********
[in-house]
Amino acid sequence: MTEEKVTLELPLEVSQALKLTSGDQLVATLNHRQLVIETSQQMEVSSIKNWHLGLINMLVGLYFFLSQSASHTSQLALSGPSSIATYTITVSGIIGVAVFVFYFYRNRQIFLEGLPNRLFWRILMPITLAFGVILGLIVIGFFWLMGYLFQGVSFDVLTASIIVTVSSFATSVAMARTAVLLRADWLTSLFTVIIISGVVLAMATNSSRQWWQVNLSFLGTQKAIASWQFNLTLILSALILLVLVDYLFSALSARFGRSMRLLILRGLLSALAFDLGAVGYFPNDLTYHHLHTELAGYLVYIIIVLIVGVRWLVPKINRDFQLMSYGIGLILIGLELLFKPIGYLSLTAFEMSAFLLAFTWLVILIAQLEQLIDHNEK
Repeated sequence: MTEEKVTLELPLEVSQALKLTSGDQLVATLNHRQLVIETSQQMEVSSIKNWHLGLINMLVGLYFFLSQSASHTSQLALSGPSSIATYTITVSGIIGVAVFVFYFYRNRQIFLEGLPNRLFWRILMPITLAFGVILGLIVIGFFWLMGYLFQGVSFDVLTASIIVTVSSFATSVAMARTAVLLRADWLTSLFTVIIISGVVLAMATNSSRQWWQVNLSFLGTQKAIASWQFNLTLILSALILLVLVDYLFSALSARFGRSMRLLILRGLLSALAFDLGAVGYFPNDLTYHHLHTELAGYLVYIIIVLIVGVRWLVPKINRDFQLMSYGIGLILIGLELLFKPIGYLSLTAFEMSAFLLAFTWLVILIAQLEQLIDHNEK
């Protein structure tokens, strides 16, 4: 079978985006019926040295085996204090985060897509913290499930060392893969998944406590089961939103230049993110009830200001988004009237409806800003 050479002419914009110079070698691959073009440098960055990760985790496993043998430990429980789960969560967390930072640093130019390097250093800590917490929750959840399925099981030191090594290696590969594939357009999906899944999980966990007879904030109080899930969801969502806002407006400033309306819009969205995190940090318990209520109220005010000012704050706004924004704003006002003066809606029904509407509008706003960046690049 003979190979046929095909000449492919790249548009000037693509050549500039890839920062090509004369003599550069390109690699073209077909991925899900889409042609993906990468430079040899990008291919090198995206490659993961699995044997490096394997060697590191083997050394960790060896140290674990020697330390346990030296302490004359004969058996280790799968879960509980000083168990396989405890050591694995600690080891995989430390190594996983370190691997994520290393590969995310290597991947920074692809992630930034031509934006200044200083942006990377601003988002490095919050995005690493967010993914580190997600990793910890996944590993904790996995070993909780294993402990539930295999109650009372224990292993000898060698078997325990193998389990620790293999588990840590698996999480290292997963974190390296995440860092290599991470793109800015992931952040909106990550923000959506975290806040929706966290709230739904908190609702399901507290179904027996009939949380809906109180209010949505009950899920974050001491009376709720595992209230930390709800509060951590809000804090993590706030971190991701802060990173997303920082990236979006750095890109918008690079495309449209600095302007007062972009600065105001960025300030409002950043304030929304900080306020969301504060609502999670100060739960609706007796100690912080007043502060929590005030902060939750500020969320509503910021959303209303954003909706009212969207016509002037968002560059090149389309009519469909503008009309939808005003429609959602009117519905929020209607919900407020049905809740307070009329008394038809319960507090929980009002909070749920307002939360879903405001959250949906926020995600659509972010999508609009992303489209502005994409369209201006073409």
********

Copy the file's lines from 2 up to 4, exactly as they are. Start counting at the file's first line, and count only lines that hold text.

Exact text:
Amino acid sequence: MTEEKVTLELPLEVSQALKLTSGDQLVATLNHRQLVIETSQQMEVSSIKNWHLGLINMLVGLYFFLSQSASHTSQLALSGPSSIATYTITVSGIIGVAVFVFYFYRNRQIFLEGLPNRLFWRILMPITLAFGVILGLIVIGFFWLMGYLFQGVSFDVLTASIIVTVSSFATSVAMARTAVLLRADWLTSLFTVIIISGVVLAMATNSSRQWWQVNLSFLGTQKAIASWQFNLTLILSALILLVLVDYLFSALSARFGRSMRLLILRGLLSALAFDLGAVGYFPNDLTYHHLHTELAGYLVYIIIVLIVGVRWLVPKINRDFQLMSYGIGLILIGLELLFKPIGYLSLTAFEMSAFLLAFTWLVILIAQLEQLIDHNEK
Repeated sequence: MTEEKVTLELPLEVSQALKLTSGDQLVATLNHRQLVIETSQQMEVSSIKNWHLGLINMLVGLYFFLSQSASHTSQLALSGPSSIATYTITVSGIIGVAVFVFYFYRNRQIFLEGLPNRLFWRILMPITLAFGVILGLIVIGFFWLMGYLFQGVSFDVLTASIIVTVSSFATSVAMARTAVLLRADWLTSLFTVIIISGVVLAMATNSSRQWWQVNLSFLGTQKAIASWQFNLTLILSALILLVLVDYLFSALSARFGRSMRLLILRGLLSALAFDLGAVGYFPNDLTYHHLHTELAGYLVYIIIVLIVGVRWLVPKINRDFQLMSYGIGLILIGLELLFKPIGYLSLTAFEMSAFLLAFTWLVILIAQLEQLIDHNEK
């Protein structure tokens, strides 16, 4: 079978985006019926040295085996204090985060897509913290499930060392893969998944406590089961939103230049993110009830200001988004009237409806800003 050479002419914009110079070698691959073009440098960055990760985790496993043998430990429980789960969560967390930072640093130019390097250093800590917490929750959840399925099981030191090594290696590969594939357009999906899944999980966990007879904030109080899930969801969502806002407006400033309306819009969205995190940090318990209520109220005010000012704050706004924004704003006002003066809606029904509407509008706003960046690049 003979190979046929095909000449492919790249548009000037693509050549500039890839920062090509004369003599550069390109690699073209077909991925899900889409042609993906990468430079040899990008291919090198995206490659993961699995044997490096394997060697590191083997050394960790060896140290674990020697330390346990030296302490004359004969058996280790799968879960509980000083168990396989405890050591694995600690080891995989430390190594996983370190691997994520290393590969995310290597991947920074692809992630930034031509934006200044200083942006990377601003988002490095919050995005690493967010993914580190997600990793910890996944590993904790996995070993909780294993402990539930295999109650009372224990292993000898060698078997325990193998389990620790293999588990840590698996999480290292997963974190390296995440860092290599991470793109800015992931952040909106990550923000959506975290806040929706966290709230739904908190609702399901507290179904027996009939949380809906109180209010949505009950899920974050001491009376709720595992209230930390709800509060951590809000804090993590706030971190991701802060990173997303920082990236979006750095890109918008690079495309449209600095302007007062972009600065105001960025300030409002950043304030929304900080306020969301504060609502999670100060739960609706007796100690912080007043502060929590005030902060939750500020969320509503910021959303209303954003909706009212969207016509002037968002560059090149389309009519469909503008009309939808005003429609959602009117519905929020209607919900407020049905809740307070009329008394038809319960507090929980009002909070749920307002939360879903405001959250949906926020995600659509972010999508609009992303489209502005994409369209201006073409």